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It's a new day!

At the end of 1997, Larry Risley announced that he was stepping down from the helm at Mesa Airlines. The Board of Directors chose Jonathan Ornstein to be Larry’s replacement. Ornstein had been at Mesa from 1989 to 1994, when he left to run Continental Express. From there he went to Europe to help Richard Branson create a new feeder airline named Virgin Express out of Belgium. Jonathan took over Mesa on June 1, 1998, and upon his return, he began to make changes right away.

He changed the company’s look and logo. An employee contest for a new branding was held and a new logo was chosen featuring yellow and purple colors, a sun on the tail, and the motto “It’s a New Day.” Mesa painted a BE1900 in an eye-catching bright purple and yellow with a large orange sun on the side to show off the new identity. The rest of the Mesa branded airplanes were repainted in a demure white paint job with purple and yellow trim and the orange sun on the tail.

The company moved the headquarters from Farmington to Phoenix to the Phoenix Gateway Center building at 410 North 44th Street, just north of the Phoenix Sky Harbor Airport. They also relocated the training center from the Dallas-Ft. Worth metroplex to Phoenix as well. Ornstein’s first operational move was to shutter the Fort Worth independent jet operation and move those regional jets east to the US Airways codeshare. Next, all of the BE1900s were transferred to the Air Midwest operating certificate, even the Mesa-painted airplanes in Albuquerque. Mesa had to deal with the loss of the United code share and the closure of WestAir, which means they were tasked with shedding several surplus airplanes, including 40 BE1900s, 21 British Aerospace Jetstream J-31s, and 36 Embraer Brasilias. This left Mesa with 24 Canadair Regional Jets, 12 Dash 8-200s, and 79 Beechcraft 1900Ds.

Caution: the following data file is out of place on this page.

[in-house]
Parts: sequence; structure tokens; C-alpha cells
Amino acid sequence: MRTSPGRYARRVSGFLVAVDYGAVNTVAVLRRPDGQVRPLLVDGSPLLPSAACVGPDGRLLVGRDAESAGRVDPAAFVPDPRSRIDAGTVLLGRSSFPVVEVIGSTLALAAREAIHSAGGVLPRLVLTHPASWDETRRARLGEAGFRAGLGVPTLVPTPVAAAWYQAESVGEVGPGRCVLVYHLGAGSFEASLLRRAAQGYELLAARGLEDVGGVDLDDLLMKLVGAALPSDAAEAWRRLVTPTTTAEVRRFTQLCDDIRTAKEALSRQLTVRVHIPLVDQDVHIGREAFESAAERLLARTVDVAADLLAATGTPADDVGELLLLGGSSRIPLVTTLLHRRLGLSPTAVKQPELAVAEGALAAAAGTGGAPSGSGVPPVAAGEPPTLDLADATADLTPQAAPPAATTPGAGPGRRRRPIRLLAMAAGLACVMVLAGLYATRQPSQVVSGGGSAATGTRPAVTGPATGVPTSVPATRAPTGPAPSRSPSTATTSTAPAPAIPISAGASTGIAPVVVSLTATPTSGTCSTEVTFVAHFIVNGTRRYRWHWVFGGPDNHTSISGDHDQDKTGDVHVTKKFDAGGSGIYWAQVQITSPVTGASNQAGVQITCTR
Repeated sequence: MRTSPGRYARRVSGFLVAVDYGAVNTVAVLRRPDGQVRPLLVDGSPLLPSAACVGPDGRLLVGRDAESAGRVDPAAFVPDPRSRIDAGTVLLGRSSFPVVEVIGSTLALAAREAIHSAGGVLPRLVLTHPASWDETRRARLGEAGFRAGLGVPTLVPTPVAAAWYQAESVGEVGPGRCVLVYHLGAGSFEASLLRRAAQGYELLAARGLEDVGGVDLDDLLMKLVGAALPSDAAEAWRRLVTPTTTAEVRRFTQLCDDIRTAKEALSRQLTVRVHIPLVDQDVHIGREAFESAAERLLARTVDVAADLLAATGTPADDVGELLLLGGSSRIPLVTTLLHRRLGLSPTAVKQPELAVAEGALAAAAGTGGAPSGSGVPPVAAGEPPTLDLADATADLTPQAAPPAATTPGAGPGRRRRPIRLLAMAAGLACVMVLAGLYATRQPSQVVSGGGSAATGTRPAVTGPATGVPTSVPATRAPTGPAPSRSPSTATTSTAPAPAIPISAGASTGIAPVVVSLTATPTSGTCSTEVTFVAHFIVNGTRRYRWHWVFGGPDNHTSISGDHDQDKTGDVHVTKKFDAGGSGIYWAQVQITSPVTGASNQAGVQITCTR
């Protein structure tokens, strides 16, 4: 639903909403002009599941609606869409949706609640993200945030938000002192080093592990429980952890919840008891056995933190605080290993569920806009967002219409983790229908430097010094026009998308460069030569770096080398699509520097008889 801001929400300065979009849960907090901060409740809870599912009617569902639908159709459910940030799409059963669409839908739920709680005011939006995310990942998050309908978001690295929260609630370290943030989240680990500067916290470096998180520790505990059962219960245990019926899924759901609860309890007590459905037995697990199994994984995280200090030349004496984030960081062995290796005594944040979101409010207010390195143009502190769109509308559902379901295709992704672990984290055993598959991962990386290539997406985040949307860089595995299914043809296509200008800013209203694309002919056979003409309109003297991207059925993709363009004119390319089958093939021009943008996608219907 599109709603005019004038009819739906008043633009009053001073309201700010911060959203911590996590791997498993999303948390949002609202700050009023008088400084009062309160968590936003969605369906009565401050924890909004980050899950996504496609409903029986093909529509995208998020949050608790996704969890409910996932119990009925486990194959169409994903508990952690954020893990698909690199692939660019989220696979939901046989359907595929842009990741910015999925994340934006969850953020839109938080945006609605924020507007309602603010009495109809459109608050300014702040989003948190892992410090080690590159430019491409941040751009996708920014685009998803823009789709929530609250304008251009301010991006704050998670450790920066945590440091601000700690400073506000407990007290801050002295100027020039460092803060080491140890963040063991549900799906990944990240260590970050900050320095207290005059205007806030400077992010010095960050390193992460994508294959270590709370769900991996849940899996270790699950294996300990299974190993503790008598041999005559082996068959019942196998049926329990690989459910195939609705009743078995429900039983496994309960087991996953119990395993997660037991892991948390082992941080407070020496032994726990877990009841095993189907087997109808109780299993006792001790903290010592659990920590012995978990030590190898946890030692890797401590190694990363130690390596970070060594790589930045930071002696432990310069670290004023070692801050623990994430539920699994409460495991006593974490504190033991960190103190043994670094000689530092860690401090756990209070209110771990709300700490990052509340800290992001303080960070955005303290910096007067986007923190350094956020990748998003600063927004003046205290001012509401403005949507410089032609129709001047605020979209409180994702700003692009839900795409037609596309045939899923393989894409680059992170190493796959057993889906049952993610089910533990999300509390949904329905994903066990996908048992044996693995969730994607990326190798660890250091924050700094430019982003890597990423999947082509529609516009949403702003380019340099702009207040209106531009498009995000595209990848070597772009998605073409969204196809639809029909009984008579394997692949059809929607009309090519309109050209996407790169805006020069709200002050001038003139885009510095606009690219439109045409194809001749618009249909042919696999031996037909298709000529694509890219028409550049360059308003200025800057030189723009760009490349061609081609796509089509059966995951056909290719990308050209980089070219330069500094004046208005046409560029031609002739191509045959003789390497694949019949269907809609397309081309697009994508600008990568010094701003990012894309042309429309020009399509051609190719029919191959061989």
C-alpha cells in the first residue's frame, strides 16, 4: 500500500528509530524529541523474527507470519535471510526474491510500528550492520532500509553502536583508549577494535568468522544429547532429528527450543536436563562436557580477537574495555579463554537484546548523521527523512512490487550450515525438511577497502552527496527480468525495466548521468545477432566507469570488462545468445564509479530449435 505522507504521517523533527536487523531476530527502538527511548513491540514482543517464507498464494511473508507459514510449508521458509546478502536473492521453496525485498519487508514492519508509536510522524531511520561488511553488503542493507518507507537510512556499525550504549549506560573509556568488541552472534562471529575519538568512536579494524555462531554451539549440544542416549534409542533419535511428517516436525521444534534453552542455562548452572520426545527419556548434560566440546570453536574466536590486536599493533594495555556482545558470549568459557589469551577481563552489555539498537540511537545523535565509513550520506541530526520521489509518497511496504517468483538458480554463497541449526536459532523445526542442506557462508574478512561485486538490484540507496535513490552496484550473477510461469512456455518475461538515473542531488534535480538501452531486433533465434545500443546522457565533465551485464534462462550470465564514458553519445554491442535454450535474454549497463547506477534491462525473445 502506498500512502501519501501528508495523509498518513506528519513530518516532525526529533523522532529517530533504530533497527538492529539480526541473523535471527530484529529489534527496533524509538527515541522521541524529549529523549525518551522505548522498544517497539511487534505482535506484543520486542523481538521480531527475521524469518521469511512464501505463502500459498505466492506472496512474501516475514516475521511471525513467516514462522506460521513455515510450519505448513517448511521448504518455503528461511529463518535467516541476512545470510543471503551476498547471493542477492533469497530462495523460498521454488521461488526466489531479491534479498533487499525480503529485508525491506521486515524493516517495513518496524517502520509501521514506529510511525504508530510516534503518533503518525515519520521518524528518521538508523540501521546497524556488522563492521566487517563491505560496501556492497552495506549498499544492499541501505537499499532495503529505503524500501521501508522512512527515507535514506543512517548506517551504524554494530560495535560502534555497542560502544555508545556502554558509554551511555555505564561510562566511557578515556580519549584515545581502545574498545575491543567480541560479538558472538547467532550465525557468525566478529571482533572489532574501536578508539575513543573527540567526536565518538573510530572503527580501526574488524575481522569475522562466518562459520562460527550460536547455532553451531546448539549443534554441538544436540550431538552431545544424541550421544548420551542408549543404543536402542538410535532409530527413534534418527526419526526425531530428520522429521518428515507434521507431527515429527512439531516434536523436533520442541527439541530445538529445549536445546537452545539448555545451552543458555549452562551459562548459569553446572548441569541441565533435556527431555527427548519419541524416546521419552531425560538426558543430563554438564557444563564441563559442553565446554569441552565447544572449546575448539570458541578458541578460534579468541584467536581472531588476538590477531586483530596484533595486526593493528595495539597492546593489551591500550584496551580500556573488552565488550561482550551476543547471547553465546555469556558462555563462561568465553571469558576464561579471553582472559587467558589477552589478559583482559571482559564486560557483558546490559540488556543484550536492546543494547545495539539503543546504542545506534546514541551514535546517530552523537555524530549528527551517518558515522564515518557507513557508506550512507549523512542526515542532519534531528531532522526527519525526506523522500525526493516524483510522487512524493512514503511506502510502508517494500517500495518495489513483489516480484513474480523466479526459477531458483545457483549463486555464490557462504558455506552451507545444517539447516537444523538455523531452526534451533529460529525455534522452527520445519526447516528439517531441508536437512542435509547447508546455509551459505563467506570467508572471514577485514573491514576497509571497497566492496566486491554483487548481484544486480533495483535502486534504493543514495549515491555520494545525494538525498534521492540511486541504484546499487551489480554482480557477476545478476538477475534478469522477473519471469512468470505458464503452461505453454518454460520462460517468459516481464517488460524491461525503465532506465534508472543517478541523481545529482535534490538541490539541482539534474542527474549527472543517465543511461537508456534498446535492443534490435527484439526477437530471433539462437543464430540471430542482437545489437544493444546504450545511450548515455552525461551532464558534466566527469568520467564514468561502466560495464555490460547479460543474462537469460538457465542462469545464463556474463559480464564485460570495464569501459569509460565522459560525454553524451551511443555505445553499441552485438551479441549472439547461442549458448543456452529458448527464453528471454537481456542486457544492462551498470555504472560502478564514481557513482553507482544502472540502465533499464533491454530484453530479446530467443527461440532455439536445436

Mesa negotiated a new six-year agreement with America West Airlines, which also increased the planned number of regional jets in that system. They expanded the US Airways code share agreement, increasing the number of regional jets from 12 to 28. It was clear that the new Mesa was a very different company with a new identity and focused more on regional jets. Over the next few years, Mesa would make several strategic moves which would change the face of the airline.

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